Data integration for a unified data view
Implementing security controls for data protection
Data archiving to prevent loss
Effective data management heavily relies on an efficient stack of tools associated with data operations. These include tools for data processing, exploration, transformation, and more.
In contrast, effective data governance encompasses strategic and planning processes that require tools for documenting data ownership and access policies and integrating them with all data assets for compliance checks. Examples of such data governance tools include data lineage, data contracts, catalogs, dictionaries, and glossaries.
Data management involves tasks such as data ingestion, storage, and distribution. These are typically performed by data engineers and architects. In contrast, data governance involves decision-making responsibilities such as determining data policies and assigning roles and responsibilities for data management. Data owners and domain business experts typically share data governance responsibilities.
Data management focuses on the technical aspects of data, such as its format and structure, while data governance focuses on the business and compliance aspects, such as how it supports organizational goals and complies with legal and regulatory requirements.
Despite their conceptual differences, data governance and data management aim to achieve the same goal: managing data as a valuable asset. Both involve establishing policies and procedures for data quality, security, and accessibility and are concerned with compliance with relevant laws and regulations. Both also include identifying and assigning roles and responsibilities to ensure data accuracy, completeness, and consistency.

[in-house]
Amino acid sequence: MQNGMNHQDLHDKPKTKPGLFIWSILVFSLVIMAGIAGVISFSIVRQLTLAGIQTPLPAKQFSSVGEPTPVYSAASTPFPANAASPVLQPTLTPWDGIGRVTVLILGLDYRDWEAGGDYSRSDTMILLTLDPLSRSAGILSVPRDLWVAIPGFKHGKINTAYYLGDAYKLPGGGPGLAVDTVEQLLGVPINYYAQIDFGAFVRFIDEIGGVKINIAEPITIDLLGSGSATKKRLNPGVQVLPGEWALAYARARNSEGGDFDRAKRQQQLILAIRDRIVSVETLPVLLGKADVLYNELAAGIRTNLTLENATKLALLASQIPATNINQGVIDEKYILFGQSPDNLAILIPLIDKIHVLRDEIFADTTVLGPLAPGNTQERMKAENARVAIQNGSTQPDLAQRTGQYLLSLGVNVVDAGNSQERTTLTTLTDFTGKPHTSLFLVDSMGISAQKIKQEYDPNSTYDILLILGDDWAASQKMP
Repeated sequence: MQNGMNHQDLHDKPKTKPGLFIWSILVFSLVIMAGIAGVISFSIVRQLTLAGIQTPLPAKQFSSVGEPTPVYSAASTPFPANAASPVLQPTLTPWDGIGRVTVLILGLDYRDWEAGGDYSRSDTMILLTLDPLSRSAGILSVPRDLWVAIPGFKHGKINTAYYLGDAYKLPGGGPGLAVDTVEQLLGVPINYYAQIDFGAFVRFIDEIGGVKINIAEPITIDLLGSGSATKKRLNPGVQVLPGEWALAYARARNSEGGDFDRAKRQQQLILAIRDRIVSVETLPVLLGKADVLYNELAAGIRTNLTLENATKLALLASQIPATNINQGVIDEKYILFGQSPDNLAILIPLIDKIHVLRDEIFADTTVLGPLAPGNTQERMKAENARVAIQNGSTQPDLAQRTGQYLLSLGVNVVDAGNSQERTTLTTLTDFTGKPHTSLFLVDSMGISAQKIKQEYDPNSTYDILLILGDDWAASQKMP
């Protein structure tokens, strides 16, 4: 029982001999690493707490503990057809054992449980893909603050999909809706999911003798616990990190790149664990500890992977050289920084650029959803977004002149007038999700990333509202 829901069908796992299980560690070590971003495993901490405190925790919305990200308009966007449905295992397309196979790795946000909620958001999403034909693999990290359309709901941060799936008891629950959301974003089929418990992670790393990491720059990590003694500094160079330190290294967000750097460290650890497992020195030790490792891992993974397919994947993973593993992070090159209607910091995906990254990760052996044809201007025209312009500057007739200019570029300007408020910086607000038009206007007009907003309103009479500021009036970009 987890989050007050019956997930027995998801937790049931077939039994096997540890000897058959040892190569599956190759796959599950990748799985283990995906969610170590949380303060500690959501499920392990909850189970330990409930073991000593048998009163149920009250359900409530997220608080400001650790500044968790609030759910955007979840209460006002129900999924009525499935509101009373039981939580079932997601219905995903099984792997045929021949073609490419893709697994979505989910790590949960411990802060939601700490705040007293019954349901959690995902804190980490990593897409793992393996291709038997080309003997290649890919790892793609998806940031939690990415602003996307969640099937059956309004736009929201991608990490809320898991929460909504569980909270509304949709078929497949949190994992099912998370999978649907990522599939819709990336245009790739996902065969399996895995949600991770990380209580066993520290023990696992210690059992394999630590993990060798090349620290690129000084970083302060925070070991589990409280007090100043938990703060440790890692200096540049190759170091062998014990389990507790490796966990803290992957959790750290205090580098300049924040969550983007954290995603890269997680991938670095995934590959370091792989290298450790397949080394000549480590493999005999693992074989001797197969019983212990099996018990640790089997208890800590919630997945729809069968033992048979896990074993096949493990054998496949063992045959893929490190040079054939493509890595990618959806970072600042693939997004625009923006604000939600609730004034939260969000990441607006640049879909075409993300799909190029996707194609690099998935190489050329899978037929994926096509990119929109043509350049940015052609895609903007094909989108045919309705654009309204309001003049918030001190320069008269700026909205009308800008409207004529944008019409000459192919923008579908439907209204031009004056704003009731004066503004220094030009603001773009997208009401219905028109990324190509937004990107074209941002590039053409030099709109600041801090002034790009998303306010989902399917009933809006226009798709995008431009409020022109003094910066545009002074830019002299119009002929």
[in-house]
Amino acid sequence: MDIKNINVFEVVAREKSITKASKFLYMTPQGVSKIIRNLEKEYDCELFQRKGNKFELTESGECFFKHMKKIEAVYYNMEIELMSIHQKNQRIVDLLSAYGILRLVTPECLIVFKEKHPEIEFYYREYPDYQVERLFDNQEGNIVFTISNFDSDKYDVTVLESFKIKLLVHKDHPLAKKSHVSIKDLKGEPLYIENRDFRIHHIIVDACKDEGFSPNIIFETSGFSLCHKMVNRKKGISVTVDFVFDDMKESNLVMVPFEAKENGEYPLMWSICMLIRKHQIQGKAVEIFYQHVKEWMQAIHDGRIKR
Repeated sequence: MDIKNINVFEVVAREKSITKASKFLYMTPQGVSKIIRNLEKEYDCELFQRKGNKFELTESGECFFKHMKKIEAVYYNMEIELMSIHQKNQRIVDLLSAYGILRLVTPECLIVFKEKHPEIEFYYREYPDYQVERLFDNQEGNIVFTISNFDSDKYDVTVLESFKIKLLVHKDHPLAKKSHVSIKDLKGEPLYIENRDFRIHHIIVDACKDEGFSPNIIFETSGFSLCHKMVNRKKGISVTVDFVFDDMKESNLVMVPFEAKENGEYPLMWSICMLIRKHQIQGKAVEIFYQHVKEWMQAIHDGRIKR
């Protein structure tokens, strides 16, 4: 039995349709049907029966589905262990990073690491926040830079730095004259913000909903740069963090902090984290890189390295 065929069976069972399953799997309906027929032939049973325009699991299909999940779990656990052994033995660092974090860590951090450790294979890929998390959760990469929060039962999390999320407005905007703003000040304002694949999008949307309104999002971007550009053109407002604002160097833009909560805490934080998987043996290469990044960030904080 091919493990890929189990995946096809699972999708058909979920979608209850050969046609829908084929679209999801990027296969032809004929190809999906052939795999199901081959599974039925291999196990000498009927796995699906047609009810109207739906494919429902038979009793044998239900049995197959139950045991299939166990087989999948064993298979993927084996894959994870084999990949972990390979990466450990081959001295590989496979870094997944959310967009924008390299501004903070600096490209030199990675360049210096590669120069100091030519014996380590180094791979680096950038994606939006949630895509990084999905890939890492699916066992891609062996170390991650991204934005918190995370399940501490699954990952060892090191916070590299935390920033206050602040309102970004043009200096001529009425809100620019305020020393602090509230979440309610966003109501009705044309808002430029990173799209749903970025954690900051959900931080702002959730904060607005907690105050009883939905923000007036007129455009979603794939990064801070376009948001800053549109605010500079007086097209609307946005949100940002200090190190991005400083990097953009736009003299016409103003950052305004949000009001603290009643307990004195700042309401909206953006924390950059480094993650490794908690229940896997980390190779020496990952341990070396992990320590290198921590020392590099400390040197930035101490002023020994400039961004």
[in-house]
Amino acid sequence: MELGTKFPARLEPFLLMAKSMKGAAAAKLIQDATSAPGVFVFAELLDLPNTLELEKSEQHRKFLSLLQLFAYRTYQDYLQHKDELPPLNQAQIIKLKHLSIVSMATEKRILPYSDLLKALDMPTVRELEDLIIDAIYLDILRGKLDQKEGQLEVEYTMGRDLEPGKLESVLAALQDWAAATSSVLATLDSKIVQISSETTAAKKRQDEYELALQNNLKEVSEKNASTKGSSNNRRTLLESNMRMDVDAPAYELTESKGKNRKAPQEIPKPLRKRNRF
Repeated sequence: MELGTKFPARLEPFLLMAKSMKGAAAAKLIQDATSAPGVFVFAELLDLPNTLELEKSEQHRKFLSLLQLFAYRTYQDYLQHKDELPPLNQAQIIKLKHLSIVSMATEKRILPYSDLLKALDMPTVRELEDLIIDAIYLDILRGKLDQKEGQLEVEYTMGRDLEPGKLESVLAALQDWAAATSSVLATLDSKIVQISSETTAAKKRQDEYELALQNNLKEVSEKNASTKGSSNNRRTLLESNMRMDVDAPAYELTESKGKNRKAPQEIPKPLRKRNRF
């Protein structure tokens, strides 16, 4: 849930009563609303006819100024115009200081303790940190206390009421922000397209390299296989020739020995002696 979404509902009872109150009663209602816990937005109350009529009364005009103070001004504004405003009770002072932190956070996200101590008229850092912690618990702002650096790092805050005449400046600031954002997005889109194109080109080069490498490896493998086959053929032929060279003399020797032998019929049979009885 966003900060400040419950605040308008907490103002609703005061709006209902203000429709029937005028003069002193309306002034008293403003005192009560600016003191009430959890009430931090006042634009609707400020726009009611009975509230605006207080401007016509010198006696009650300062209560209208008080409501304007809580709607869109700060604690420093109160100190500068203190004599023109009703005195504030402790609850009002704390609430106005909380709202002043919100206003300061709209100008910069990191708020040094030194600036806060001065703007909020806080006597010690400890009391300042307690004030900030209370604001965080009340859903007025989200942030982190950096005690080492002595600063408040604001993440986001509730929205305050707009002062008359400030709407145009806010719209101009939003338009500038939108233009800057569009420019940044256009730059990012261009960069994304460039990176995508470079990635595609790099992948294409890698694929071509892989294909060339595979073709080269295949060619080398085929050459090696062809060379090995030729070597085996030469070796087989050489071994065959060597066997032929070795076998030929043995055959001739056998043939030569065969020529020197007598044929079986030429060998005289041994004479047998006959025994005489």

Additionally, both aim to provide data access and usage to the right people at the right time. They require regular monitoring and oversight to ensure that data management practices are consistent with data governance policies and procedures. Both ultimately aim to support data-driven decision-making and improve the organization’s overall performance.
Data management is necessary for any organization that collects, stores, and analyzes large amounts of data. Some use cases for data management work include:
Data warehousing: This is the collection and storage of data in a central location, such as a data warehouse or data lake. Additional tasks in this use case involve data organization, indexing, and accessibility for analysis and reporting.
Data transformation: The conversion of data into a format that is aligned with the requirements of its target systems. It involves mapping data to predefined structures and cleaning and transforming it to maintain consistency across systems. The focus of transformation is to ensure that data is in the relevant format for its intended use.
Data modeling: This is the process of creating a data model that depicts individual data elements and the relationships between them. It involves designing the structure of databases and data systems so that it aligns with real-world data representations and organizational requirements. Data management ensures effective data modeling to provide optimized data for analysis and decision-making.
Data analytics: This involves using data management processes like data mining, machine learning, and business intelligence techniques to extract insights and knowledge from data.